Or maybe the civilians are quite willing to surrender. But their oppressive government is willing to let them burn.

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Re: Translating Non-standard modern ships to Sci Fi.

Post by Jub » 2020-07-12 08:58pm

Batman wrote:
2020-07-12 07:33pm
What if they DON'T tap out? What if they're so fanatical they'd rather risk total obliteration than give in?
Then you either make the hard call and send them back to the stone age or you maintain a permanent blockade and build automated systems that destroy anything that tries to leave the planet's atmosphere. They get to sit at the bottom of their planet's gravity well as every other rock in their solar system is mined out and converted into a Dyson swarm around their star. They get to sit back and watch as they become irrelevant in their own home system.
Lord Revan wrote:
2020-07-12 08:05pm
Or are simply self sufficient enough that they won't quickly run out of essentials and at some point you've destroyed so much that it actually did cost you more then you would gain from it. It's the same reason why military aircraft didn't make ground troops obsolete.

Orbital bombardment is fine if all you want is to destroy and annihilate but if you have conquest in mind you'll have to deal with the after effects of said conquest as well. Same deal with maintaining dominance via orbital firepower, at some point you'll be left with so much to rebuild that it's not worth it anymore.
YOU DON't FIGHT WARS IN SPACE FOR RESOURCES! The only reason you're fighting is because of unresolvable philosophical issues or because you literally want every last spec of carbon, hydrogen, gold, iron, etc. in the entire galaxy. If you're in for the later goal, you probably don't have any qualms about genocide or sterilizing planets before they can develop intelligent life.

What is the point of conquest when any interstellar civ worth a damn will have the ability to make habitats as good as or better to live on than a planet?
bilateralrope wrote:
2020-07-12 08:15pm
Or there is someone stronger that you who is currently staying out of the conflict while it's limited to military assets being destroyed, but will get really angry if you intentionally cause mass civilian casualties.

Or maybe the civilians are quite willing to surrender. But their oppressive government is willing to let them burn.
If there exists a stronger race you shouldn't start a war period because going to war proves to them that you aren't a neighbor that can be trusted. If you're at the end of a defensive war, and your enemy is pinned to their home planet, you've already had to murder trillions of their citizens as you remove their outposts, the start of their Dyson swarm, and whatever other worlds they have an industrial base on. What's another planet's worth at that point?

You're also left with the option of a permanent automated blockade that keeps them confined to their one rock never again to touch the heavens.

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Re: Translating Non-standard modern ships to Sci Fi.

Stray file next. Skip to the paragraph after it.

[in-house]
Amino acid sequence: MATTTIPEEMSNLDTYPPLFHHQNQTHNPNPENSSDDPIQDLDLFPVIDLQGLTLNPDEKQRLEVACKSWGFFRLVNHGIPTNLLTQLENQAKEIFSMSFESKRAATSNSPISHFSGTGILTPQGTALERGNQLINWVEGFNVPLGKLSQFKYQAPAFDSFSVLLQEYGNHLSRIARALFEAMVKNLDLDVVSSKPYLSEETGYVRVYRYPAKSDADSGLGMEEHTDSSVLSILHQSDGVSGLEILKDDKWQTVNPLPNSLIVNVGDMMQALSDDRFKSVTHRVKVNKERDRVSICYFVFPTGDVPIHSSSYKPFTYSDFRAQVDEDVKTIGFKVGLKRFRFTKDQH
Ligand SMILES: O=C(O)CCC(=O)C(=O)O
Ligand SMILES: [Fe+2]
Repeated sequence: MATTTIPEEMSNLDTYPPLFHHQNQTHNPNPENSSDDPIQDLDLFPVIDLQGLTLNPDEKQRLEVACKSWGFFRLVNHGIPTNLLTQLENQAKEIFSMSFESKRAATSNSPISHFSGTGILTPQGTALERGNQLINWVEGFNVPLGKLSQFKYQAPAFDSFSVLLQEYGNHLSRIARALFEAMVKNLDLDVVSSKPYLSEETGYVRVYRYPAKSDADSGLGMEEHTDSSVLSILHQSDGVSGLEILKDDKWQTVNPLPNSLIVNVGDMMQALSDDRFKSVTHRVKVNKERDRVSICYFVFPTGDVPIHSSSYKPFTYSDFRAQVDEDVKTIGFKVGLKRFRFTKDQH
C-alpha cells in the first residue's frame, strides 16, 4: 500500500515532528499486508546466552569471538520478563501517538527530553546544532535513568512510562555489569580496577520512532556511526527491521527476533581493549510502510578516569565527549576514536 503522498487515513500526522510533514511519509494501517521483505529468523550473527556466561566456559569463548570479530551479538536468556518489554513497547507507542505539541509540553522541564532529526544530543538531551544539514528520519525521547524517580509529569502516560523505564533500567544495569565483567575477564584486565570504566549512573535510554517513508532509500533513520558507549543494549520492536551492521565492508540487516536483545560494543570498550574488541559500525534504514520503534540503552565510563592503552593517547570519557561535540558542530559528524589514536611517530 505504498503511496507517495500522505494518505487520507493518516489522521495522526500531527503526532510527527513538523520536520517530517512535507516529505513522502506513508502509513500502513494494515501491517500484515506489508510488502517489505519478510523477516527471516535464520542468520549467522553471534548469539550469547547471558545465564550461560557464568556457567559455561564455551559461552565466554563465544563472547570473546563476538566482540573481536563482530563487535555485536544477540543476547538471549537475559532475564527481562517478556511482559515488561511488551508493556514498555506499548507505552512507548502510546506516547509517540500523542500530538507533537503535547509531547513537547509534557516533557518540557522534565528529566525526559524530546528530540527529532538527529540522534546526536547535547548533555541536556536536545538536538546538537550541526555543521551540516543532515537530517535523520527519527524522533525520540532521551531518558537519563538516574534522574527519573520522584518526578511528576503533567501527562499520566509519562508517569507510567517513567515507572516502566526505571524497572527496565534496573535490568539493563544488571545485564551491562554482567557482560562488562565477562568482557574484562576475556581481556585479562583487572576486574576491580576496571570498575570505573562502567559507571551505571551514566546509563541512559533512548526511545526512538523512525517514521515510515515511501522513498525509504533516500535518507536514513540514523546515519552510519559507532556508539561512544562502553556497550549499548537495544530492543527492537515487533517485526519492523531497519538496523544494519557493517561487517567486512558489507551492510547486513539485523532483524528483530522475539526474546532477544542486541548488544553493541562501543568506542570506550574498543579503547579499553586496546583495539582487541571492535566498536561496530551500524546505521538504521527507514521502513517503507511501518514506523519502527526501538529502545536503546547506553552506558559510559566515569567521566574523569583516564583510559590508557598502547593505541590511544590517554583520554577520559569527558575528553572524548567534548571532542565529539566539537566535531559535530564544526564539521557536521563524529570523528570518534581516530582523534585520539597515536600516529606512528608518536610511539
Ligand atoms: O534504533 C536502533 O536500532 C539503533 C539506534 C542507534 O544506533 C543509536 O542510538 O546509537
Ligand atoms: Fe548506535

Post by bilateralrope » 2020-07-12 10:53pm

Jub wrote:
2020-07-12 08:58pm
If there exists a stronger race you shouldn't start a war period because going to war proves to them that you aren't a neighbor that can be trusted.
They can trust you if they have a military that can hold you off.
If you're at the end of a defensive war, and your enemy is pinned to their home planet, you've already had to murder trillions of their citizens as you remove their outposts, the start of their Dyson swarm, and whatever other worlds they have an industrial base on. What's another planet's worth at that point?
So you defend genocide by saying that it's ok, because you've already been committing it for a while. Nice circular reasoning you've got there.

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Re: Translating Non-standard modern ships to Sci Fi.

Post by Jub » 2020-07-12 11:03pm

bilateralrope wrote:
2020-07-12 10:53pm
They can trust you if they have a military that can hold you off.
It doesn't take much effort on your part to use your Dyson swarms to turn your stars into WMDs capable of killing large chunks of their home systems. Or sending ram ships at fractions of C speeds into their systems to smash large and time consuming construction projects. Just because they will crush you in return doesn't mean that you're immune to whatever petty and childish act of genocide they may justify against you.
So you defend genocide by saying that it's ok, because you've already been committing it for a while. Nice circular reasoning you've got there.
That's the reality of a war between interstellar powers who've committed to expanding via von Neuman-style colonies and setting up Dyson swarms in their ever-expanding sphere of influence. Either you don't fight at all or you commit to killing trillions or quadrillions or other sentient beings.

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Re: Translating Non-standard modern ships to Sci Fi.

Post by Jub » 2020-07-12 11:38pm

Let's break down interstellar war in a hard sci-fi setting.

1) It won't be between equal powers because even a decade of technological difference means one side ought to have an insurmountable technological edge against the other. More likely there will be a hundred or thousand-year gap in the time it took intelligent life to reach the stage where they've become capable of interstellar colonization let alone interstellar war.